I think, if I’m remembering the Hub correctly, I handled a 120 of the pre-Merz & Krell sort which had previously been owned by this chap. Which is neither here nor there on the pen’s virtues– it’s more of a “small world” observation.

Today’s pen: Pelikan M600
Today’s ink: Edelstein Olivine (part of the pelf from the Hub, and for which I must finish a profile page for before too much more time goes by)

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Posted by Dirck on 11 October, 2018

Day What How Much Pen Ink
  • 8 October
  • 9 October
  • 10 October
  • 11 October
  • First draft of “Johnson’s Folly.”
  • 17 manuscript pages.

Contrary to usual policy, I’m being specific about what was done on the holiday Monday, which was Thanksgiving here in Canada and thus an actual lounging-around type of day. It’s… possible… that the installment of the writing was done on Sunday, while sitting in the stands at son’s gymnastics class (which, now that I think on it, is where the initial work of my “serious phase” of writing began).

Alas, I lost a day this week to a variety of family health issues– running the cat into the vet, and taking over as the Collector of Son from School office which my mother-in-law has been filling while we wait for my wife’s leg to be see to… because my father-in-law was told to come to a neighbouring city to get a new kidney. Alas, kidney proved non-viable when it and he got into the same place, so it was an excursion to no benefit.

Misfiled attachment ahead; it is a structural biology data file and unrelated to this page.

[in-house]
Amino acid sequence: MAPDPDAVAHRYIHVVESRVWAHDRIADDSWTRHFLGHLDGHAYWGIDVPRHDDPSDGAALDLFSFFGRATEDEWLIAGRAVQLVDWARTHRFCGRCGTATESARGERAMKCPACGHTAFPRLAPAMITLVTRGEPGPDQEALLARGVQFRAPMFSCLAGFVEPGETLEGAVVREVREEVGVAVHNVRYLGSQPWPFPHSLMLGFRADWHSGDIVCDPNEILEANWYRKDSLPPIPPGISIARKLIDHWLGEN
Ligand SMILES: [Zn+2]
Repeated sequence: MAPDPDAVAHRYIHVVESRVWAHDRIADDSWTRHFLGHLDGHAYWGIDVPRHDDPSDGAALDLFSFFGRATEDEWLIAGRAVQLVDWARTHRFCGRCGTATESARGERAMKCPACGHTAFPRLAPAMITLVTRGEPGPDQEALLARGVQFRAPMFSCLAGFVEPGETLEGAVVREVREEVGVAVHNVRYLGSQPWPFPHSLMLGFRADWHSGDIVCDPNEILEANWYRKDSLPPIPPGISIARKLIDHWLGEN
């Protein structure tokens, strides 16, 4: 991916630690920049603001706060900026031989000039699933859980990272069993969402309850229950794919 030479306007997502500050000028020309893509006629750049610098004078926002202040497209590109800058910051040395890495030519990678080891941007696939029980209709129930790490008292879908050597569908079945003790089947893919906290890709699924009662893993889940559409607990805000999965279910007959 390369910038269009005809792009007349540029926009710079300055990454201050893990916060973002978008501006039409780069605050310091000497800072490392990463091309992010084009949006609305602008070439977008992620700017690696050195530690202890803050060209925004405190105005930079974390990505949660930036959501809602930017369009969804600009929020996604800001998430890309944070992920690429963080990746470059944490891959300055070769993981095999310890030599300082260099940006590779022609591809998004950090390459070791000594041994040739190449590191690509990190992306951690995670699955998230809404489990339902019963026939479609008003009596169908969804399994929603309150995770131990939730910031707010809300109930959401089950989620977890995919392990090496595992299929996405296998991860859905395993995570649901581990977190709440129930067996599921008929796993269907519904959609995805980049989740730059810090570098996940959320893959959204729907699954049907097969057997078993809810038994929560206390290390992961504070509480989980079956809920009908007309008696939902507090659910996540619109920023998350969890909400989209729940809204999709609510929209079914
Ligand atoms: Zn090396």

The cat, because I know everyone is vitally interested, has been experiencing Horner’s Syndrome thanks to an ear infection. The ear infection is cleared up, but the eye is still somewhat occluded (doesn’t worry the vet) and his balance is off (worries the vet); we may, if we’re interested, spend half a month’s income on having his head scanned. I’m hoping he’ll improve without imagine, so this decision is being extemporized. We’ve already spent vast sums this month on plumbing and other unexpected unavoidables.